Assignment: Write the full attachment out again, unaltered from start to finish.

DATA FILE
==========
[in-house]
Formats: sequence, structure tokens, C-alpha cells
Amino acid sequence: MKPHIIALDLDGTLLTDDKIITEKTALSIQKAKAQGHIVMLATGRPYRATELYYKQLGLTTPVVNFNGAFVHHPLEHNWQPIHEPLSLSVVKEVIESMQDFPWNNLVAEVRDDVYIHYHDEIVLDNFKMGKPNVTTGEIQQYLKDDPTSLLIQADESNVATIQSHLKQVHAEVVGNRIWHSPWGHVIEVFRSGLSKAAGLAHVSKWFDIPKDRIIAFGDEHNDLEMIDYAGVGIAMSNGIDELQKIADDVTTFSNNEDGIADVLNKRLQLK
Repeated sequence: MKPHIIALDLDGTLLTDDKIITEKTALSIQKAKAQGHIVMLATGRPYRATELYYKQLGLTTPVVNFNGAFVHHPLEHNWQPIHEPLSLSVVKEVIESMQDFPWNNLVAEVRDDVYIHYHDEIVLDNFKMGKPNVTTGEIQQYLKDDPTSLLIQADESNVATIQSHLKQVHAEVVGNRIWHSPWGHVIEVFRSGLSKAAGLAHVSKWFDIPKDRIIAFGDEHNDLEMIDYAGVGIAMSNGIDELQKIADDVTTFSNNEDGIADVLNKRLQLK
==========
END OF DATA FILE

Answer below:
[in-house]
Formats: sequence, structure tokens, C-alpha cells
Amino acid sequence: MKPHIIALDLDGTLLTDDKIITEKTALSIQKAKAQGHIVMLATGRPYRATELYYKQLGLTTPVVNFNGAFVHHPLEHNWQPIHEPLSLSVVKEVIESMQDFPWNNLVAEVRDDVYIHYHDEIVLDNFKMGKPNVTTGEIQQYLKDDPTSLLIQADESNVATIQSHLKQVHAEVVGNRIWHSPWGHVIEVFRSGLSKAAGLAHVSKWFDIPKDRIIAFGDEHNDLEMIDYAGVGIAMSNGIDELQKIADDVTTFSNNEDGIADVLNKRLQLK
Repeated sequence: MKPHIIALDLDGTLLTDDKIITEKTALSIQKAKAQGHIVMLATGRPYRATELYYKQLGLTTPVVNFNGAFVHHPLEHNWQPIHEPLSLSVVKEVIESMQDFPWNNLVAEVRDDVYIHYHDEIVLDNFKMGKPNVTTGEIQQYLKDDPTSLLIQADESNVATIQSHLKQVHAEVVGNRIWHSPWGHVIEVFRSGLSKAAGLAHVSKWFDIPKDRIIAFGDEHNDLEMIDYAGVGIAMSNGIDELQKIADDVTTFSNNEDGIADVLNKRLQLK